ArcTan[x_, y_] /; newatan && ((quantityunit=QuantityUnit[x]) == 
                                             QuantityUnit[y]) := 
        Block[{newatan = False}, ArcTan[ x ,   y] /. quantityunit -> 1 ];
 Protect[ArcTan];

I notice by the way that Sign recognizes the unit to be positive:

 Sign[x]

-1

It seems an oversight that the built in ArcTan does not..

generalization

I suppose we ought to handle mixed units..

 newatan = True;
 Unprotect[ArcTan];
 ArcTan[x_, y_] /; 
   newatan && ((commonunit = QuantityUnit[UnitConvert[x]]) == 
                             QuantityUnit[UnitConvert[y]]) := 
           Block[{newatan = False}, 
           ArcTan[ UnitConvert[x] , UnitConvert[  y ]] /. commonunit -> 1];
 Protect[ArcTan];
 x = Quantity[2 , "Inches"];
 y = Quantity[2 Sqrt[3] 254/10, "Millimeter"];
 ArcTan[x, y]

Pi/3

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Your first code, without modifying intrinsics, it doesn't work for me? i.imgur.com/CJTwuTp.png –  Steve Apr 10 at 12:59
    
sorry I used -> to indicate the output, not to mean you should put that in your code. See edit.. –  george2079 Apr 10 at 19:19
    
Ok, I see now then. Your solution was very helpful to me, still, by the way. Thanks! –  Steve Apr 10 at 20:05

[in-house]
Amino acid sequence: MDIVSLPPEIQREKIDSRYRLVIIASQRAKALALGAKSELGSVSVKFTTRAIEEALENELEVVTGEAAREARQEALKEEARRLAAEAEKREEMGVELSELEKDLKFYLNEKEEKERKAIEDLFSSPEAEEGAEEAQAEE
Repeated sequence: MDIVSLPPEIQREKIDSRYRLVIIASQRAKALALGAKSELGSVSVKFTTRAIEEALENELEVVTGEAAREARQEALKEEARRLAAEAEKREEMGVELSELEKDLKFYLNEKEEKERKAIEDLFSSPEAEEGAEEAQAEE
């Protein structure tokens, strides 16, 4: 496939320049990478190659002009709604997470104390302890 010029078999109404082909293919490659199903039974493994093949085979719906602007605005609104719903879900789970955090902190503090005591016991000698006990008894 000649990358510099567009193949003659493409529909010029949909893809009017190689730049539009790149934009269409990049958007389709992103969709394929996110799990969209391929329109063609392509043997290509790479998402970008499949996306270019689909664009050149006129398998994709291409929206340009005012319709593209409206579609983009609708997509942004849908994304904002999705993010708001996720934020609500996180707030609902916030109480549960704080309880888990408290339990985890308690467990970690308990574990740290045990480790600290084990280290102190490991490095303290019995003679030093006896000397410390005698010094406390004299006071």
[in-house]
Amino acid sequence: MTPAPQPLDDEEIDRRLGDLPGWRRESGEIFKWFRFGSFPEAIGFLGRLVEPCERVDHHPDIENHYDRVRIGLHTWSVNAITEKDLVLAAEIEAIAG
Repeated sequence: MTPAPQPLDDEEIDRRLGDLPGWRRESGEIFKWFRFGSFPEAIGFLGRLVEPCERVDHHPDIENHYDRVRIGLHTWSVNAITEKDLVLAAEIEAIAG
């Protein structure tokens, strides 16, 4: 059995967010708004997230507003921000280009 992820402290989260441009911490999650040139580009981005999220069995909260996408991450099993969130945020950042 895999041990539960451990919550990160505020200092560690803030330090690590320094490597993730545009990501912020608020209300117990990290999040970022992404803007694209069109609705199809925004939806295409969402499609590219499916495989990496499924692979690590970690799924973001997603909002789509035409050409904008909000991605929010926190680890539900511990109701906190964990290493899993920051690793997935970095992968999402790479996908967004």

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You can get this to work by unprotecting ArcTan (or alternately making a wrapper for ArcTan). But, for example:

Unprotect[ArcTan]
ArcTan[common_, y_ common_] := ArcTan[1, y]
ArcTan[x_ common_, common_] := ArcTan[x, 1]
ArcTan[x_ common_, y_ common_] := ArcTan[x, y]
ArcTan[x_ /common_, y_ /common_] := ArcTan[x, y]
ArcTan[Quantity[x_, units_], Quantity[y_, units_]] := ArcTan[x, y]

ArcTan[3 foo, 1 foo]
(* ArcTan[1/3] *)
ArcTan[3/foo, -2 /foo]
(* -ArcTan[2/3] *)
ArcTan[Quantity[-7, "Angstroms"], Quantity[5, "Angstroms"]]
(* \[Pi] - ArcTan[5/7] *)

This doesn't quite get you all the way to evaluating the quantities you're after, because the implemented patterns don't match

FullForm[b + 3 aa Sin[t/2]] (* =  Plus[
    Quantity[Rational[1,5],Power["Angstroms",-1]],
    Times[Quantity[5.10929398375836`, Power["Angstroms",-1]], Sin[Times[Rational[1,2],t]]]] *)

but it's almost there...

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One simple enough way is to use a rule. For example, like this:

rule = ArcTan[a_, b_] -> ArcTan[a/b];

Then your example is automatically done:

 ArcTan[3 a Sin[t/2], -3 a Sin[t/2]] /. rule

(*   -(\[Pi]/4)   *)

This might be combined with something else to transform the resulting ArcTan argument. Compare this:

ArcTan[Log[x^2], -Log[x]] /. rule
(*  -ArcTan[Log[x^2]/Log[x]]  *)

with this:

  ArcTan[Log[x^2], -Log[x]] /. rule // Simplify[#, x > 0] &
(*  -ArcTan[2]  *)

Another example is here:

    ArcTan[Gamma[x + 1], x*Gamma[x]] /. rule

(*  ArcTan[Gamma[1 + x]/(x Gamma[x])]  *)

which can also be subjected to a simplification:

    ArcTan[Gamma[x + 1], x*Gamma[x]] /. rule // FullSimplify[#, x > 0] &
(*   \[Pi]/4   *)